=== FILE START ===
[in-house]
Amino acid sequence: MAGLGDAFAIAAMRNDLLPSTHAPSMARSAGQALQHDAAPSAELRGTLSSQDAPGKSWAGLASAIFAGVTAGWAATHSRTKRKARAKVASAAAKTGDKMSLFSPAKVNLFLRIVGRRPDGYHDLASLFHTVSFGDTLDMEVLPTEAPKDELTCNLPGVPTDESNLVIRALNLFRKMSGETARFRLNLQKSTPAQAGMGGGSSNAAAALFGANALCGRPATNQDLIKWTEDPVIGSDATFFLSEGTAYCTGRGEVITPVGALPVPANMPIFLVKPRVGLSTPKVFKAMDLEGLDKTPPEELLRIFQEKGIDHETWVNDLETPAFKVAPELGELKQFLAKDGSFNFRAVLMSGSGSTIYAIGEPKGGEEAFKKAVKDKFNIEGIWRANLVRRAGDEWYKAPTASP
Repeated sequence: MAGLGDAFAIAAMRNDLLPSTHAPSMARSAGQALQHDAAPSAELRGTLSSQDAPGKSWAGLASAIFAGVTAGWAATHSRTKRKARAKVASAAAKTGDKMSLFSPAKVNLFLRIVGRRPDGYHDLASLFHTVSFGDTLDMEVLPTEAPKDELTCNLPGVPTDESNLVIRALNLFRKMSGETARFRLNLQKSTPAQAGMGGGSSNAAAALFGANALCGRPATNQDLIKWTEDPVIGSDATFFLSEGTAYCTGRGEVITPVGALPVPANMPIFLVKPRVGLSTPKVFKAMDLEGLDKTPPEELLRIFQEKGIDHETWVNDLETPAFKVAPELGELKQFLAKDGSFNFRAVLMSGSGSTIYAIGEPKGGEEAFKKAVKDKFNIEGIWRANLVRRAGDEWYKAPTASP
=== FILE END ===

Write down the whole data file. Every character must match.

[in-house]
Amino acid sequence: MAGLGDAFAIAAMRNDLLPSTHAPSMARSAGQALQHDAAPSAELRGTLSSQDAPGKSWAGLASAIFAGVTAGWAATHSRTKRKARAKVASAAAKTGDKMSLFSPAKVNLFLRIVGRRPDGYHDLASLFHTVSFGDTLDMEVLPTEAPKDELTCNLPGVPTDESNLVIRALNLFRKMSGETARFRLNLQKSTPAQAGMGGGSSNAAAALFGANALCGRPATNQDLIKWTEDPVIGSDATFFLSEGTAYCTGRGEVITPVGALPVPANMPIFLVKPRVGLSTPKVFKAMDLEGLDKTPPEELLRIFQEKGIDHETWVNDLETPAFKVAPELGELKQFLAKDGSFNFRAVLMSGSGSTIYAIGEPKGGEEAFKKAVKDKFNIEGIWRANLVRRAGDEWYKAPTASP
Repeated sequence: MAGLGDAFAIAAMRNDLLPSTHAPSMARSAGQALQHDAAPSAELRGTLSSQDAPGKSWAGLASAIFAGVTAGWAATHSRTKRKARAKVASAAAKTGDKMSLFSPAKVNLFLRIVGRRPDGYHDLASLFHTVSFGDTLDMEVLPTEAPKDELTCNLPGVPTDESNLVIRALNLFRKMSGETARFRLNLQKSTPAQAGMGGGSSNAAAALFGANALCGRPATNQDLIKWTEDPVIGSDATFFLSEGTAYCTGRGEVITPVGALPVPANMPIFLVKPRVGLSTPKVFKAMDLEGLDKTPPEELLRIFQEKGIDHETWVNDLETPAFKVAPELGELKQFLAKDGSFNFRAVLMSGSGSTIYAIGEPKGGEEAFKKAVKDKFNIEGIWRANLVRRAGDEWYKAPTASP